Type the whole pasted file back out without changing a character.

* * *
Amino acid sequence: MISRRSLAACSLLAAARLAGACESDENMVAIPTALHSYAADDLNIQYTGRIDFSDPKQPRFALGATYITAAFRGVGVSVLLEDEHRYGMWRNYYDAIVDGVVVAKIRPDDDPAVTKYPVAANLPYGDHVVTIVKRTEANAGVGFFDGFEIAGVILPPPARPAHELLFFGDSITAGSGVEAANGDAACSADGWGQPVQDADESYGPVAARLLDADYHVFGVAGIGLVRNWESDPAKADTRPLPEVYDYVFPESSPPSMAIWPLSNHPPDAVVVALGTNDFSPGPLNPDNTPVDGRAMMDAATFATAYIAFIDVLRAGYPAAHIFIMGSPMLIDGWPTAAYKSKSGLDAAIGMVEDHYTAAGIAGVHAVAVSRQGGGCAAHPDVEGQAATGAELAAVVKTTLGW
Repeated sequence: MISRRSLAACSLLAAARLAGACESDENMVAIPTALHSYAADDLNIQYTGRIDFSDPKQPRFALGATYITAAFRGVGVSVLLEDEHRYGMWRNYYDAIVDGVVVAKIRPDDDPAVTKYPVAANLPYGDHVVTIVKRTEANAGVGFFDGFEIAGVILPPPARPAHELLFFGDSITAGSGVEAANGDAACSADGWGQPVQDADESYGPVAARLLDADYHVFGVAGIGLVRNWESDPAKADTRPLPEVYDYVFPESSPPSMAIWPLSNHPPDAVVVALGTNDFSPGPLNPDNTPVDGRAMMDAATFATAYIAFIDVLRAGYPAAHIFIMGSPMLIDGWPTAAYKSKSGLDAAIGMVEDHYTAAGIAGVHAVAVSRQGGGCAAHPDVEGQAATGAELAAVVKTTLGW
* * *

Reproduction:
Amino acid sequence: MISRRSLAACSLLAAARLAGACESDENMVAIPTALHSYAADDLNIQYTGRIDFSDPKQPRFALGATYITAAFRGVGVSVLLEDEHRYGMWRNYYDAIVDGVVVAKIRPDDDPAVTKYPVAANLPYGDHVVTIVKRTEANAGVGFFDGFEIAGVILPPPARPAHELLFFGDSITAGSGVEAANGDAACSADGWGQPVQDADESYGPVAARLLDADYHVFGVAGIGLVRNWESDPAKADTRPLPEVYDYVFPESSPPSMAIWPLSNHPPDAVVVALGTNDFSPGPLNPDNTPVDGRAMMDAATFATAYIAFIDVLRAGYPAAHIFIMGSPMLIDGWPTAAYKSKSGLDAAIGMVEDHYTAAGIAGVHAVAVSRQGGGCAAHPDVEGQAATGAELAAVVKTTLGW
Repeated sequence: MISRRSLAACSLLAAARLAGACESDENMVAIPTALHSYAADDLNIQYTGRIDFSDPKQPRFALGATYITAAFRGVGVSVLLEDEHRYGMWRNYYDAIVDGVVVAKIRPDDDPAVTKYPVAANLPYGDHVVTIVKRTEANAGVGFFDGFEIAGVILPPPARPAHELLFFGDSITAGSGVEAANGDAACSADGWGQPVQDADESYGPVAARLLDADYHVFGVAGIGLVRNWESDPAKADTRPLPEVYDYVFPESSPPSMAIWPLSNHPPDAVVVALGTNDFSPGPLNPDNTPVDGRAMMDAATFATAYIAFIDVLRAGYPAAHIFIMGSPMLIDGWPTAAYKSKSGLDAAIGMVEDHYTAAGIAGVHAVAVSRQGGGCAAHPDVEGQAATGAELAAVVKTTLGW